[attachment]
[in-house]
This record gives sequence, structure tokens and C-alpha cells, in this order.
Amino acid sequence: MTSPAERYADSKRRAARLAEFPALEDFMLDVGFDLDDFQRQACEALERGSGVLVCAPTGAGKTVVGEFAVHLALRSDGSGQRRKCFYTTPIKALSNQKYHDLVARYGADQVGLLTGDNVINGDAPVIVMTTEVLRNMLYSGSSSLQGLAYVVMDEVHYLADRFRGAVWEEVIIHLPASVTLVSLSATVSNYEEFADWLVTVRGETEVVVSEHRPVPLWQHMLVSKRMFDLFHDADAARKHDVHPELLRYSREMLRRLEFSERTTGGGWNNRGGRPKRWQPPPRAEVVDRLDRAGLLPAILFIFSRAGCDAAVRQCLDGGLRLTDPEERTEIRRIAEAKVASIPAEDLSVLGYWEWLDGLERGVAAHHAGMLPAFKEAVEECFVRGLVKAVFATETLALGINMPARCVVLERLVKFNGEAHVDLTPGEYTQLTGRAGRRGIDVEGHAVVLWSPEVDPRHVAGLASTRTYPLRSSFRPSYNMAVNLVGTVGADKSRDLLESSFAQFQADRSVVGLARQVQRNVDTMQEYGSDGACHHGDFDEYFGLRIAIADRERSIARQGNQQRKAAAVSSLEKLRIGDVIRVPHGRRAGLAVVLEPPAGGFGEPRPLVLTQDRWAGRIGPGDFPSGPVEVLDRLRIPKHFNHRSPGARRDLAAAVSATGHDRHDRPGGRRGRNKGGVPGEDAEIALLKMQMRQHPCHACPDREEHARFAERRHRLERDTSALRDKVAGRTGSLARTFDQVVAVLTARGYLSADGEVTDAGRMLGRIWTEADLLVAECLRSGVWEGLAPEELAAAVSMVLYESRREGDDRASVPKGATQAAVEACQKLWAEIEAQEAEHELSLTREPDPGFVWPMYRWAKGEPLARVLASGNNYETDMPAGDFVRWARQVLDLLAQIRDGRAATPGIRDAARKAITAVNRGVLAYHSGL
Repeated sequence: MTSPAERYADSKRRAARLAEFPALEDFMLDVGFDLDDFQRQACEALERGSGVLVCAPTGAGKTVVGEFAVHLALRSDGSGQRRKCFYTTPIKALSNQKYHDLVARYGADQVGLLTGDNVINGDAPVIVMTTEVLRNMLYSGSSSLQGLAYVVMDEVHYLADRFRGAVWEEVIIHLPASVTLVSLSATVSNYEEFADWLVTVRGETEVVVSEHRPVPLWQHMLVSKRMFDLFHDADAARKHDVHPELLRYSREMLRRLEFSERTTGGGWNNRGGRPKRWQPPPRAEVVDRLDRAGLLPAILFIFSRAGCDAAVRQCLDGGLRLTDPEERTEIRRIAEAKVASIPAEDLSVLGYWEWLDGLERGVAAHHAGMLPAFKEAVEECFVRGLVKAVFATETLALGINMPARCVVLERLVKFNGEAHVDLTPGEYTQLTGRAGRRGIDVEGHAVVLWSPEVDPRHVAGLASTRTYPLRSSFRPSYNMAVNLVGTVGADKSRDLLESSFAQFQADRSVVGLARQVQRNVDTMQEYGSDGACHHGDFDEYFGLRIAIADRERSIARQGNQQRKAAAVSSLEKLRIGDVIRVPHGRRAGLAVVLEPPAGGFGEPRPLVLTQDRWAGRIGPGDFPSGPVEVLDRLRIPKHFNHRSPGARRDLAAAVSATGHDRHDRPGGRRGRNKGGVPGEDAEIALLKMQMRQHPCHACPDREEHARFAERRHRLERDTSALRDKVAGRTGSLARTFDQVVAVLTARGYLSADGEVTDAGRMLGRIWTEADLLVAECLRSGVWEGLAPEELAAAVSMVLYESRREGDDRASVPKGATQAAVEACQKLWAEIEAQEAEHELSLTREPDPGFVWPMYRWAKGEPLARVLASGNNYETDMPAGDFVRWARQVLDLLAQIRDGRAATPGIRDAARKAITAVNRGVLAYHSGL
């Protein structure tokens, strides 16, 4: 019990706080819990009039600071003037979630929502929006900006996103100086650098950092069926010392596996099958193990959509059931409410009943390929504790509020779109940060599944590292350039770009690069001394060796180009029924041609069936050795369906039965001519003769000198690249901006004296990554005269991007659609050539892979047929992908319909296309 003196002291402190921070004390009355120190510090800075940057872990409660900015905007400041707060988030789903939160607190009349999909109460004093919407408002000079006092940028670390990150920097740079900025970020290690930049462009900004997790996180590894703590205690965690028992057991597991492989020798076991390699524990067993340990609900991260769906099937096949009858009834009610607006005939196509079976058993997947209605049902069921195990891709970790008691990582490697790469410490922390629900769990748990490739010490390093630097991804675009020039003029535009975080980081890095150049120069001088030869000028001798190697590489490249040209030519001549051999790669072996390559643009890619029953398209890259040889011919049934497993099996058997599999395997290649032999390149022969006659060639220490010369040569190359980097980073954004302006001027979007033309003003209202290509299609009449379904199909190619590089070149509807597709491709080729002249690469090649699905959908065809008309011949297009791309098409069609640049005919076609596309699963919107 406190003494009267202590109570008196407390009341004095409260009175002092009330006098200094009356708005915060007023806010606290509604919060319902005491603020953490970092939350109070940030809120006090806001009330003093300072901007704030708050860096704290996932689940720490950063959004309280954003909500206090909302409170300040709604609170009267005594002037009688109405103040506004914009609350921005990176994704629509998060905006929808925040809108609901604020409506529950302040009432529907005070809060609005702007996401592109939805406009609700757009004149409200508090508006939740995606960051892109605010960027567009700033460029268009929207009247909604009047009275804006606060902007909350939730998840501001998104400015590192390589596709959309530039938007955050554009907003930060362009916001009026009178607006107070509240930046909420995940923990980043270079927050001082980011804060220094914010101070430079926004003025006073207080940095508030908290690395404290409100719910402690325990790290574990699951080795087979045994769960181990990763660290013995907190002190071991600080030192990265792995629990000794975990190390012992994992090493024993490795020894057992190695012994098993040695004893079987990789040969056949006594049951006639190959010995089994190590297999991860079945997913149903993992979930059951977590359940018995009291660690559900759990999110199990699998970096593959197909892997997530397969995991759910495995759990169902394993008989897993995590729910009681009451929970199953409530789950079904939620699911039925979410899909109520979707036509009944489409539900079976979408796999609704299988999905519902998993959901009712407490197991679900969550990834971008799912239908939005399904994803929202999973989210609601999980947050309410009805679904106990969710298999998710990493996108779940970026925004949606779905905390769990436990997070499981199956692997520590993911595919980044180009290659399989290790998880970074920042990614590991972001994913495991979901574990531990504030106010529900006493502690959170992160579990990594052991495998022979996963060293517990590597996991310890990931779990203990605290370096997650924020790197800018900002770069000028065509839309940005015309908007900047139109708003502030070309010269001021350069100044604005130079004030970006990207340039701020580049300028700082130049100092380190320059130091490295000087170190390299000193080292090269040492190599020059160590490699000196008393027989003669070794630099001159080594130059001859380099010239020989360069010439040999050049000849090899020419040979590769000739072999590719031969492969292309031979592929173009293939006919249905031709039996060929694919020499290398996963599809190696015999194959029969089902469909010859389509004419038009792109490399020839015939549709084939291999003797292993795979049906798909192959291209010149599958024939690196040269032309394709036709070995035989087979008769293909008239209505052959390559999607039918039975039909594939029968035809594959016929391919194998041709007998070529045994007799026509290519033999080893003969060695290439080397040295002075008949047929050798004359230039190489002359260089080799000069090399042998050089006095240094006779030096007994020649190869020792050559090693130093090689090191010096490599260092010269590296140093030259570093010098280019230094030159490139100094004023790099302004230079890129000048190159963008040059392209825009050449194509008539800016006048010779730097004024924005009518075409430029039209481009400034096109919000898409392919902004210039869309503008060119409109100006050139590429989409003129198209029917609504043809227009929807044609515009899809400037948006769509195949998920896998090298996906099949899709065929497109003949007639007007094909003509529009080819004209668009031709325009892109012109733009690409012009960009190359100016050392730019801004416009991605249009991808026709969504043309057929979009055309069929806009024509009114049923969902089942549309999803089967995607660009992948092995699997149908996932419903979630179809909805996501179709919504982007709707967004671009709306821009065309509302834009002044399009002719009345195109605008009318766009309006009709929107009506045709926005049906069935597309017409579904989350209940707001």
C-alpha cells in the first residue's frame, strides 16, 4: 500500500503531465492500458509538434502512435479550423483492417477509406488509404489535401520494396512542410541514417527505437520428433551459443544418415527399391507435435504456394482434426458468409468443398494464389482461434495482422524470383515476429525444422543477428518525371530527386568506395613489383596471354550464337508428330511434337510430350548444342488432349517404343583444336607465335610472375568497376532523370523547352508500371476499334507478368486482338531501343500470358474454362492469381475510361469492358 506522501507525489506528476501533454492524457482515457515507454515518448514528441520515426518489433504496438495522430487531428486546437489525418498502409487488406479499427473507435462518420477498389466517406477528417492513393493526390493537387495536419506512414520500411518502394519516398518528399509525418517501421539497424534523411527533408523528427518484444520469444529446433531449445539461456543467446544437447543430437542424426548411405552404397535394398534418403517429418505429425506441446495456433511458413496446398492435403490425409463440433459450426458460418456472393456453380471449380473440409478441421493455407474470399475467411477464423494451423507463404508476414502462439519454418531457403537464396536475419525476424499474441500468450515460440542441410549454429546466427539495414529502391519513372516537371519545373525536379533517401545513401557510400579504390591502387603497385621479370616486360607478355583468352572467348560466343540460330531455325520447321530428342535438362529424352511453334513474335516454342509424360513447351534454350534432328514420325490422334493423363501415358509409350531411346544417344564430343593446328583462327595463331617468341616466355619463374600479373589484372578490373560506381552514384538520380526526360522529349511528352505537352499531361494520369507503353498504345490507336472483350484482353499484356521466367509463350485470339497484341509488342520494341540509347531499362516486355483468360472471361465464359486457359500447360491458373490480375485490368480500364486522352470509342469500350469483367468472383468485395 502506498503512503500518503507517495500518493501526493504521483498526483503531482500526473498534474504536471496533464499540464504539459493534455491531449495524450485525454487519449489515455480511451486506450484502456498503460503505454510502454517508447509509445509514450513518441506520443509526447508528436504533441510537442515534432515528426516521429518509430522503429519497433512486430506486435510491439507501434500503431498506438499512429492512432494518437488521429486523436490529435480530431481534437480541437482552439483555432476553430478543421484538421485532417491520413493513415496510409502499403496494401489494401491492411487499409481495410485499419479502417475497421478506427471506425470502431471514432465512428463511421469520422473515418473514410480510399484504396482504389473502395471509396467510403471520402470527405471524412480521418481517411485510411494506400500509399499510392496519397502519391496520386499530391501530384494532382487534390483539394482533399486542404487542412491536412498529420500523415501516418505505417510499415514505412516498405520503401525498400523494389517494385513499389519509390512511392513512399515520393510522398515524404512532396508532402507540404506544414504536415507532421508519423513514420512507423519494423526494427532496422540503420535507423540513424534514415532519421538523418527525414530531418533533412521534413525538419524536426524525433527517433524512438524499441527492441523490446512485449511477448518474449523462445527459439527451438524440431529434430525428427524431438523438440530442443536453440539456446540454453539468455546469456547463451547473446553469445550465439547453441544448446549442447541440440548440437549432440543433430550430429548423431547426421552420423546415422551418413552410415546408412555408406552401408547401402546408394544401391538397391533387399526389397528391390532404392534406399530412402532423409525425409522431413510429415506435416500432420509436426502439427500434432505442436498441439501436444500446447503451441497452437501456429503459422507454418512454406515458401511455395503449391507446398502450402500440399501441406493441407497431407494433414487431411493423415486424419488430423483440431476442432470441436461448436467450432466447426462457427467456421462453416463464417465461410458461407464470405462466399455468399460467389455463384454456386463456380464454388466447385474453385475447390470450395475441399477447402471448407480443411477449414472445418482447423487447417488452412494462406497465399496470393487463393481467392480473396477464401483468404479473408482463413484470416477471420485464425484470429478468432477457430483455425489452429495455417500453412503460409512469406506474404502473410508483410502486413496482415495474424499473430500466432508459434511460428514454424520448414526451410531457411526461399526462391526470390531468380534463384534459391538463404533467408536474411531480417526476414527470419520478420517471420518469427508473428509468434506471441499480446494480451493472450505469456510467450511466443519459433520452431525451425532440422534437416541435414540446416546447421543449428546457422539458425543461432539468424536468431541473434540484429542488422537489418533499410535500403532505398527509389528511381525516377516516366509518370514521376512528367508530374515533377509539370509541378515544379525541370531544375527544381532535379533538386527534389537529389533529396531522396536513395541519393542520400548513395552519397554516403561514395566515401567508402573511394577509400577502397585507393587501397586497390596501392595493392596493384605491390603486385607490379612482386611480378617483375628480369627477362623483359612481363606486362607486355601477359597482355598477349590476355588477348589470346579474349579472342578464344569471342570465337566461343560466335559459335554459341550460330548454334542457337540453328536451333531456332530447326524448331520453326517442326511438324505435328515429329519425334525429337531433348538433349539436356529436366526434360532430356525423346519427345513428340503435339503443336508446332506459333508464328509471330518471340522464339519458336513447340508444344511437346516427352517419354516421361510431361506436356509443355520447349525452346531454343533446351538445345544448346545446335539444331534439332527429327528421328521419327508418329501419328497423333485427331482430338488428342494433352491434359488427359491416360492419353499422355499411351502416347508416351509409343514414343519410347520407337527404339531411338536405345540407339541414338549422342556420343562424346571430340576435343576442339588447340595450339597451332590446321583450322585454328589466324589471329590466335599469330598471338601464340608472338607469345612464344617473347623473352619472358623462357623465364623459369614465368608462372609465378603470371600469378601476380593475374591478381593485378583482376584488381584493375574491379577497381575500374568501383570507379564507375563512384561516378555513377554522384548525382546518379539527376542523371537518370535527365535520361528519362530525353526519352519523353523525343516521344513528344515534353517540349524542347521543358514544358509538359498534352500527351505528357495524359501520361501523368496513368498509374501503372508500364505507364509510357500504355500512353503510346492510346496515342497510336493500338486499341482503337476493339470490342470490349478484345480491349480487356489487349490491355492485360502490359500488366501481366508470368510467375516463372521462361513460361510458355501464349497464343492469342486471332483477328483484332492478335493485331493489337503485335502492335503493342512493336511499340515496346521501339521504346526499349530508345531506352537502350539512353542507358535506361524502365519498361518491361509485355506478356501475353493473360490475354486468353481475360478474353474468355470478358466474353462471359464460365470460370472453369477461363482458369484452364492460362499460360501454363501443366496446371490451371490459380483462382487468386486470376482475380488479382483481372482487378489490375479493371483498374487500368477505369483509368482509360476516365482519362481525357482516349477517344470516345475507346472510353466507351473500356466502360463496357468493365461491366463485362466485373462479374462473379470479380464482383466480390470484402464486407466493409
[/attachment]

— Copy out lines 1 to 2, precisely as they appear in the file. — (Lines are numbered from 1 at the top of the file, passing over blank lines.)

[in-house]
This record gives sequence, structure tokens and C-alpha cells, in this order.